UCL and British Psychological Society History of Psychological Disciplines Seminar Series, 30th June 2014

Dr. Sarah Chaney (UCL)
 
‘A Perversion of Self-Feeling’: The Emergence of Self-Harm in Victorian Asylum Psychiatry
 
This paper explores the emergence of self-harm as a specific category of abnormal individual behaviour in the second half of the nineteenth century, when ‘self-mutilation’ was defined within asylum psychiatry. I will briefly explain the background of the asylum system and psychiatric profession in Western Europe and the USA in this period, and describe how ‘self-mutilation’ emerged from the interest clinicians had in classifying and defining ‘insane’ behaviour. In particular, this was associated with the widespread publicity given to the increasing decision to regard suicidal acts as evidence of mental illness. While it is often assumed today that Victorian writers made no distinction between suicidal and non-suicidal self-injury, I argue that this was not the case. Psychiatrists in the nineteenth century frequently claimed that self-mutilation was not carried out for suicidal reasons, although they differed in their method of applying alternative meaning to such acts.

Finally, I will explore why it was that this distinction was made in this particular period, and what led psychiatrists to draw parallels between different kinds of self-inflicted injury to create a universal category. The concept of self-harm today is often used to refer to an act of injury; this application, I argue, emerged from late nineteenth-century asylum psychiatry. While people had certainly harmed themselves in a variety of ways prior to this period, the late nineteenth century was the first time these diverse acts – from skin-picking to amputation – became regarded as equivalent behaviours. Combining them under the umbrella term ‘self-mutilation’ prompted the idea that some form of universal meaning might also be discoverable. Self-harm became viewed as an act that had meaning beyond the physical nature of any wounds inflicted or the immediate sensations caused; an act that revealed something of the character of an individual; and, in addition, an act that might help to explain the relationship between individual and society.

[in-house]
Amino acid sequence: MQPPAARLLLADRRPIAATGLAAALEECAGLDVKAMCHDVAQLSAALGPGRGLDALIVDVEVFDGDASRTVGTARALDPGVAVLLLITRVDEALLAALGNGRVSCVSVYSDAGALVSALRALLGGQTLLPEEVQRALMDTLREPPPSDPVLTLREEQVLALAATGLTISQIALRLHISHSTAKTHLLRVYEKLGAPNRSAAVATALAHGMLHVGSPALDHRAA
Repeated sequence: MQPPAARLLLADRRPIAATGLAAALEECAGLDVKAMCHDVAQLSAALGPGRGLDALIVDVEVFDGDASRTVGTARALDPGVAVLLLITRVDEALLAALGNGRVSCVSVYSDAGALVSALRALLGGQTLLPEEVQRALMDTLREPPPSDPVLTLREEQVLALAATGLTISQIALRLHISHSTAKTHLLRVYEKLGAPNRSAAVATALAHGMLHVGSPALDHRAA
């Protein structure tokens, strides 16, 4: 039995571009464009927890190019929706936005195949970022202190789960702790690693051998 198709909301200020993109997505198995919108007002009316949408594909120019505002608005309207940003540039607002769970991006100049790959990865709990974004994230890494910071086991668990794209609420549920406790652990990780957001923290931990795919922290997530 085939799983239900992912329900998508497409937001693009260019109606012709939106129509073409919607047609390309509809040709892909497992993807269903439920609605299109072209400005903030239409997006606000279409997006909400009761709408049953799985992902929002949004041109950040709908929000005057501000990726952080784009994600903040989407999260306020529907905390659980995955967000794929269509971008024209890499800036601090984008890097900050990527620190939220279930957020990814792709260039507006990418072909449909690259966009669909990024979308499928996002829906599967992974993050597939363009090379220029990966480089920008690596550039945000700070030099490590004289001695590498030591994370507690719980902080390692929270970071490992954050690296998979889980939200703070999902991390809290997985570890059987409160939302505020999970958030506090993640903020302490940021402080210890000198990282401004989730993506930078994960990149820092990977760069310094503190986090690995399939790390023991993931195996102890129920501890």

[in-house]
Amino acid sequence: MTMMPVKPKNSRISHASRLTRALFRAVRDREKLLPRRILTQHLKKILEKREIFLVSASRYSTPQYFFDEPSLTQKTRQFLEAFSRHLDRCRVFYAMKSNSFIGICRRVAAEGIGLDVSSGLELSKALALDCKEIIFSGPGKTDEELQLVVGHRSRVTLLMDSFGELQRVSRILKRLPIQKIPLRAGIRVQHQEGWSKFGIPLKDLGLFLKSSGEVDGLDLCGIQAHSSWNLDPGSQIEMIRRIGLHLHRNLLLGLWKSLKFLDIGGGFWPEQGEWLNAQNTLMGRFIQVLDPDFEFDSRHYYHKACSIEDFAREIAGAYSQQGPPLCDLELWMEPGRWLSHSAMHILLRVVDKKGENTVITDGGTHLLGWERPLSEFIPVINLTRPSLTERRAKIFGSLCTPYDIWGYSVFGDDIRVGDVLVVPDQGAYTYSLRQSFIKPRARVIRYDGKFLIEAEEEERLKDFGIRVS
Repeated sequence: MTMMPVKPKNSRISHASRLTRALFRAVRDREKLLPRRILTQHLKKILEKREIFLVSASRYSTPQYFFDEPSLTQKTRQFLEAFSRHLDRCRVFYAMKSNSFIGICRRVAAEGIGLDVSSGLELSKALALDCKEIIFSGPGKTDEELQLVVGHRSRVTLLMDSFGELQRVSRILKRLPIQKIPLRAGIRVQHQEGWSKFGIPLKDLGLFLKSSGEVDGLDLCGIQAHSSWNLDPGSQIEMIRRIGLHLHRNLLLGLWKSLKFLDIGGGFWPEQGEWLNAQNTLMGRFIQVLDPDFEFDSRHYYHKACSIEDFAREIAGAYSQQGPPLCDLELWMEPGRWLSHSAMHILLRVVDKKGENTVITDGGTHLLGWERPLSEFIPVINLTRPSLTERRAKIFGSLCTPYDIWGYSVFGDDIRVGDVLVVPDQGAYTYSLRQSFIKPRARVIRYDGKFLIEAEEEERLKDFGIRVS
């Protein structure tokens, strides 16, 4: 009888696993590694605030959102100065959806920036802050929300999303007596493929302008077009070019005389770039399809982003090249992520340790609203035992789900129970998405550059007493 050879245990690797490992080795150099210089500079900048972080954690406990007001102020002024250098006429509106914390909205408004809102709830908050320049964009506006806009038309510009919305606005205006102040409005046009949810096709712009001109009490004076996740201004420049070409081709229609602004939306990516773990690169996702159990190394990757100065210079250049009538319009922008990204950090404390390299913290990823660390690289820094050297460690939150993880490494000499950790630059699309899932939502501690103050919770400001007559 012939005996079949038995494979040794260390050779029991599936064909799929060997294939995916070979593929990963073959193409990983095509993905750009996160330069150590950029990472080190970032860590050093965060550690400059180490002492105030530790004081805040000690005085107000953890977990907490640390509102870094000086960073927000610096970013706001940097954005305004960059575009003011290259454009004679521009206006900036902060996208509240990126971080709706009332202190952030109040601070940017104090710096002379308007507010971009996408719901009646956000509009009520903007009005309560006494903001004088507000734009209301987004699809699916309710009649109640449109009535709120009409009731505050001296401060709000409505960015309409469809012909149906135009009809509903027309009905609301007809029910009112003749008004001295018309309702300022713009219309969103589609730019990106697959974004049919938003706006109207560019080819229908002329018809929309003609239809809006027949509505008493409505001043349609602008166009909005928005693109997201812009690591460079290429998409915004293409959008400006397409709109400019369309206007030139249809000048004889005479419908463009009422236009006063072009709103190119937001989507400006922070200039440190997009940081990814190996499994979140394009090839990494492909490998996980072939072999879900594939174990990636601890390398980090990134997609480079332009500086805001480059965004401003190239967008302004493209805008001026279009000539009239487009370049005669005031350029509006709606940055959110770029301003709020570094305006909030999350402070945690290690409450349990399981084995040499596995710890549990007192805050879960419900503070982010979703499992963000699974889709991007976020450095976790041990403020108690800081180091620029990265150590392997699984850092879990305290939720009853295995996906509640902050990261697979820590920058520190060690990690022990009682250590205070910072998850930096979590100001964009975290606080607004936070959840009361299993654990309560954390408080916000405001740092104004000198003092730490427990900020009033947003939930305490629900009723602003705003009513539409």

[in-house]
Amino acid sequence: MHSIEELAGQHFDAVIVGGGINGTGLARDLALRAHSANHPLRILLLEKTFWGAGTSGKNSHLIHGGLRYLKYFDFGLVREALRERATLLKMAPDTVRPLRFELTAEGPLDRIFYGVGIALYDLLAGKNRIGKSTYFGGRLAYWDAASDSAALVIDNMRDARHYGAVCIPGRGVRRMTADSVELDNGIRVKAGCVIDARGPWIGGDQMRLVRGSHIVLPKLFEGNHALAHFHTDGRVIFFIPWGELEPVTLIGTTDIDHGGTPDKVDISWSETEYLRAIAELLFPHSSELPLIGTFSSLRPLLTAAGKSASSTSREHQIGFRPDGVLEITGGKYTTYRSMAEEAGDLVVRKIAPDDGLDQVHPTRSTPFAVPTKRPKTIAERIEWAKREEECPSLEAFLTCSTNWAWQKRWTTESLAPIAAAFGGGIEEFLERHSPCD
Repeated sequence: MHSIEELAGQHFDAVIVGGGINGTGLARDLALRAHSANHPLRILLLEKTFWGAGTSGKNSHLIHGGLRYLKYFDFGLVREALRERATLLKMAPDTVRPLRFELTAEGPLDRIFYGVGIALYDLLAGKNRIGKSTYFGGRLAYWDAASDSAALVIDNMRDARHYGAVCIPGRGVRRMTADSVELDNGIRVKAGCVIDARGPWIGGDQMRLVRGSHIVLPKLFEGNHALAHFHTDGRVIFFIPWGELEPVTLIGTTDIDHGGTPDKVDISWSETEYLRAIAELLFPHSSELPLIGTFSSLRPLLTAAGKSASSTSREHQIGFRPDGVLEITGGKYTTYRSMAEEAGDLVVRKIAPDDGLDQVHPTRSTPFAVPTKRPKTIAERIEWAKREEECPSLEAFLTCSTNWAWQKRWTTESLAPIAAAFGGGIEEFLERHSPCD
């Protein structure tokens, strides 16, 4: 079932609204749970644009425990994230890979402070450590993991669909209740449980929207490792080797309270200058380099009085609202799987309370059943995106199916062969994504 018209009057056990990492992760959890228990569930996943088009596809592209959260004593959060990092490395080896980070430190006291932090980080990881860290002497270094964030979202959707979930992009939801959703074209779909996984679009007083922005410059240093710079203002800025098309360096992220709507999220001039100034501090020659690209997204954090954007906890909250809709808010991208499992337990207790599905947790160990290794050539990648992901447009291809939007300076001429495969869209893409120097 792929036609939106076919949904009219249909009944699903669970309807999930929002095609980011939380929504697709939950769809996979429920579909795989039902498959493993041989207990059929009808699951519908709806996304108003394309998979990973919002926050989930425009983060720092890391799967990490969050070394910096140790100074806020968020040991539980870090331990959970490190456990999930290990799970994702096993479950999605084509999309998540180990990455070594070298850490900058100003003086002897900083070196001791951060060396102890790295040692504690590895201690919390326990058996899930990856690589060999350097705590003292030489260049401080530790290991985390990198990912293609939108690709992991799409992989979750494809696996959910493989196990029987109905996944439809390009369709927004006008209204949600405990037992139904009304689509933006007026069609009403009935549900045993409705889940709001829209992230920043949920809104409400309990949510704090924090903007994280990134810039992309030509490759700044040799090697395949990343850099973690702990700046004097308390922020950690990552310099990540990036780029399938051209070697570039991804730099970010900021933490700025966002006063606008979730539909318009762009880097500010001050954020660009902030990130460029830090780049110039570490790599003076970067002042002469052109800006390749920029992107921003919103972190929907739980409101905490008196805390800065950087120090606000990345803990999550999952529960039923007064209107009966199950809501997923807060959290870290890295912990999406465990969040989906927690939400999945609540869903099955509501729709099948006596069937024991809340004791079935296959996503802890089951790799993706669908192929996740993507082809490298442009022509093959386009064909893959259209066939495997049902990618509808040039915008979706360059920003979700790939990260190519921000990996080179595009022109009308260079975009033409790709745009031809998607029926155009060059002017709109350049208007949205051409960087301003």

Organiser: Professor Sonu Shamdasani (UCL)
 
Time: 6pm to 7.30 pm.
 
Location:  Arts and Humanities Common Room (G24), Foster Court, Malet Place, University College London.
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